Category Archives: Epidemiology

Prevalence and Factors Associated with Malaria in Pregnancy in Rural Rwandan Health Facilities: A Cross-sectional Study

Colleagues[1] from the Rwanda Ministry of Health, Jhpiego and the Johns Hopkins Bloomberg School of public Health are presenting a poster at the 64th ASTMH Annual Meeting in Philadelphia at noon on Monday 26th October 2015. Please stop by Poster 315 and discuss the results as presented in the Abstract below.

Malaria in pregnancy (MIP) is a serious health risk for the pregnant woman and fetus and associated test positivity rateswith mortality in the perinatal period. In Rwanda there has been no accurate national estimate of malaria prevalence among pregnant women. In 2011, a cross-sectional study of 6 districts in 3 malaria transmission zones (low, medium and high) in Rwanda was conducted to estimate the prevalence of peripheral parasitemia in pregnant women. Data were collected from consenting women presenting to antenatal clinics (ANC) for the first time in their current pregnancy including age, parity, gestation, ITN availability and use.

Blood was obtained for malaria testing using microscopy, rapid diagnosis tests and polymerase chain reaction (PCR). A total of 4,037 pregnant women were recruited with median age of 27 years, and 3,781 (93.7%) had usable PCR samples. The prevalence of MIP by PCR was 5.6%.

DSCN7279smNearly 20% of women’s families did not have a net, and 8.7% of these tested positive compared to 4.9% of women whose family owned an ITN. For those who did not sleep under an ITN the previous night, 8.1% tested positive compared with 4.8% who slept under an ITN. Malaria prevalence by parity ranged from 5.5% (parity 0-1), to 5.4% (parity 2-3), and 6.5% (parity 4 or more). The two districts that bordered highly endemic countries had MIP prevalence rates of 10% and above. Those testing positive were treated according to national guidelines.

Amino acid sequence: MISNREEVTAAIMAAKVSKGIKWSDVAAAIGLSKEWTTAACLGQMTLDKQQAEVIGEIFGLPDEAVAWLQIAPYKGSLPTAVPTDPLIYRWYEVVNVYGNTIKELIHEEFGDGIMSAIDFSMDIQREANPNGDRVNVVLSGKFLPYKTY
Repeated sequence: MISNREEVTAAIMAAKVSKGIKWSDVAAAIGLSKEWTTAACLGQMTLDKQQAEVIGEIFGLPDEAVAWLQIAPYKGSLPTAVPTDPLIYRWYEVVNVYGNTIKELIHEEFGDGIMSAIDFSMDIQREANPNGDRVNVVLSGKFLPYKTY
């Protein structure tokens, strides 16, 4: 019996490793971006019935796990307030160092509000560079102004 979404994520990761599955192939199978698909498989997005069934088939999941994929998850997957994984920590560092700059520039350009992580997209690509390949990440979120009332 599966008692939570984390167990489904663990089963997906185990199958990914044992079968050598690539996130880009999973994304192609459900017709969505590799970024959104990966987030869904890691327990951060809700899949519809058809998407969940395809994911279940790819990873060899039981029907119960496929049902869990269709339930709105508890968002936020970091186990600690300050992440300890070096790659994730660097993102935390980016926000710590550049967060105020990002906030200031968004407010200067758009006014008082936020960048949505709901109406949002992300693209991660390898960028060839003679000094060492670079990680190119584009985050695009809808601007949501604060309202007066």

Despite a significant decline of 86% in malaria prevalence in theTesting and ITN Use general population from 2005 to 2011, MIP prevalence remains high, especially in border districts. Our study also showed that ITN ownership and use among these pregnant women is below the national target. In order to address this gap, ITN distribution to achieve universal access, and educational campaign targeted at pregnant women on the use of ITN are recommended. Furthermore, early detection and treatment of MIP at ANC and regional collaboration to reduce cross-border malaria transmission should be prioritized.


[1] Corine Karema, William R. Brieger, Irenee Umulisa, Aline Uwimana, Jeremie Zoungrana, Beata Mukarugwiro, Rachel Favero, Elaine Roman, Barbara Rawlins, Tharcisse Munyaneza, Fidele Ngabo, David Sullivan, Jean Baptiste Mazarati, Rukundo Alphonse, Agnes Binagwaho


Individual and Household Level Risk Factors Associated with Malaria in Mutasa District, Zimbabwe: a Serial Cross-Sectional Study

Mufaro Kanyangarara and her PhD thesis adviser, Luke Mullany of the Johns Hopkins Bloomberg School of Public Health Department of International Health, have been looking into the challenges of controlling and eventually eliminating malaria in a multi-country context in southern Africa. We are sharing abstracts from her pioneering work including the following which explores risk factors on the Zimbabwe-Mozambique order.

Background: Malaria constitutes a major public health problem in Zimbabwe, particularly in theMAP 2000 and 2015 S Africa north and east bordering Zambia and Mozambique. In Manicaland Province in eastern Zimbabwe, malaria transmission is seasonal and unstable. As a result of intensive scale up of malaria interventions, malaria control was successful in Manicaland Province. However, over the past decade, Manicaland Province has reported increased malaria transmission, and the resurgence of malaria in this region has been attributed to limited funding, drug resistance and insecticide resistance. One of the worst affected districts is Mutasa District. The aim of the study was to identify malaria risk factors at the individual and household levels to better understand what is driving factors associated with malaria and consequently enhance malaria control in eastern Zimbabwe.